Kilmardinny Players are turning Arts Centre into The Steamie

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Kilmardinny Players are continuing to celebrate their 20th anniversary by performing a Scottish favourite – Tony Roper’s ‘The Steamie’

The stage show will be performed on Thursday, March 21, and Friday, March 22, at 7.30pm, and on Saturday, March 23, at 2pm, in Kilmardinny House Arts Centre.

Come and see Doreen, Magrit, Dolly and Mrs Culfeathers having a wee blether while doing their washing and listening to Andy and all his patter.

‘The Steamie’ is one of Scotland’s best-loved comedy-drama stage shows. It follows the lives of a group of 1950s Glasgow women washing their clothes in a public washhouse (steamie).

It’s immense popularity led to a television version being made by Scottish Television for Hogmanay 1988, starring Dorothy Paul, Eileen McCallum, Katy Murphy, Sheila Donald, Faye Milligan and Peter Mullan.

However, initially, writer Tony Roper found it difficult to get the play produced.

It was turned down as it was thought that nothing really happened in it – no plot, just four women spanning the generations standing about talking mince!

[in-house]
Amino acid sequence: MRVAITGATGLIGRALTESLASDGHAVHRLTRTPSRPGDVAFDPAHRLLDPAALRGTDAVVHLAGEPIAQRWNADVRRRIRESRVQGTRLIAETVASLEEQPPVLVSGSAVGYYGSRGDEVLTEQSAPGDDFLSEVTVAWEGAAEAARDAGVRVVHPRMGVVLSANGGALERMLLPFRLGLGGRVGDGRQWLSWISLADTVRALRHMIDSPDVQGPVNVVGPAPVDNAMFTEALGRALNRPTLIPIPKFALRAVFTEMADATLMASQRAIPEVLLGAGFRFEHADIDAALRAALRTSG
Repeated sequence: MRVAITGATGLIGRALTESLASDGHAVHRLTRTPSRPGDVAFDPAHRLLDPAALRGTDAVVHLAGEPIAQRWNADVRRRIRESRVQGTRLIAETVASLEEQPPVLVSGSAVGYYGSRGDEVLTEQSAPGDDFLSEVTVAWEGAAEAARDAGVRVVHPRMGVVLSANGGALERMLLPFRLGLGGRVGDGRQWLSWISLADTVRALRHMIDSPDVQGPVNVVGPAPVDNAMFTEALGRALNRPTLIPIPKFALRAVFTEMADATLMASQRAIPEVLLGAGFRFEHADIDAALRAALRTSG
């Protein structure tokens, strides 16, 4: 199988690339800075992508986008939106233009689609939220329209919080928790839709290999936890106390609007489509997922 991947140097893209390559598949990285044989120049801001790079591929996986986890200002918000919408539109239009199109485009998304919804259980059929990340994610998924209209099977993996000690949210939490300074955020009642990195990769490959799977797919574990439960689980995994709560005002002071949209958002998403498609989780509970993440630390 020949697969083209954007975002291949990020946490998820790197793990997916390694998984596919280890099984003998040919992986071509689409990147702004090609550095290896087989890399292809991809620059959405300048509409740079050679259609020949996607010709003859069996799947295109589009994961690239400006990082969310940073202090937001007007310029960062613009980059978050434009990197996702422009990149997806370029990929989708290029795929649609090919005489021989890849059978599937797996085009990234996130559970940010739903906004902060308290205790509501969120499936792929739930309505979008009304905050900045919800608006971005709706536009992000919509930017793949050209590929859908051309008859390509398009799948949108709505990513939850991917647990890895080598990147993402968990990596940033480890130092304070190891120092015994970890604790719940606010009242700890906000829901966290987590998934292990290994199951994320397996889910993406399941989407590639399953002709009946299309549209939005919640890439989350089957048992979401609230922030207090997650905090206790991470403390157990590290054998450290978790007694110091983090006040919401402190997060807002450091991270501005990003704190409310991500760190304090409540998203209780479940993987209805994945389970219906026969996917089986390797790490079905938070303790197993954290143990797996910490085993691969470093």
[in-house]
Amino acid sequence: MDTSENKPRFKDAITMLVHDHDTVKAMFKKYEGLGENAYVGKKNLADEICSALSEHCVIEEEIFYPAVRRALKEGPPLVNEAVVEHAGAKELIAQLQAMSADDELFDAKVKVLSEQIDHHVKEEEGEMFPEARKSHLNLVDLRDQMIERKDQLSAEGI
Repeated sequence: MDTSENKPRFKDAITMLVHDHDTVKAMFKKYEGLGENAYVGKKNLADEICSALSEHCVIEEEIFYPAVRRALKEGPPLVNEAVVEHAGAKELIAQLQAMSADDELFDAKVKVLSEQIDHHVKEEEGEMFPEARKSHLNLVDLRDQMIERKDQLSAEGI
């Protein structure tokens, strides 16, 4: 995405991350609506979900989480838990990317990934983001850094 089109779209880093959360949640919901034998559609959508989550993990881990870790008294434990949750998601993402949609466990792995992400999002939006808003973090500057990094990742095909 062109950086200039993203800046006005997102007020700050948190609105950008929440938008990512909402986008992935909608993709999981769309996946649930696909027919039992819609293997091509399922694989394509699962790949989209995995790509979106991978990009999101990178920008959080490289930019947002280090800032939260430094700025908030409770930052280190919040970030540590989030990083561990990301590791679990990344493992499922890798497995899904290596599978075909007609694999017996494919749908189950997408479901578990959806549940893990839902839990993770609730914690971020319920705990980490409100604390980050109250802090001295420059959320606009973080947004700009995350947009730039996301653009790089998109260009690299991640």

However, Wildcat Stage Productions were looking for a play about “community” and had some grant money avaiable. With the addition of songs by Dave Anderson, ‘The Steamie’ had its première at the Crawford Theatre, Glasgow, in 1987. It was an instant success and has gone on to be an audience favourite, playing in community and professional theatres all across the country and further afield.

The Kilmardinny Players have had a lot of fun rehearsing this hilarious play, with every scene making the cast laugh and cry at the same time.

Whether you’re one of the few people out there who has never seen ‘The Steamie’, or if you have seen it several times and never tire of listening to the women chatting and reminiscing, then this is a chance to see it performed on stage. Why not join the Kilmardinny Players’ cast for one of their performances and enjoy a show filled with laughter.

Tickets are available online at Kilmardinny Players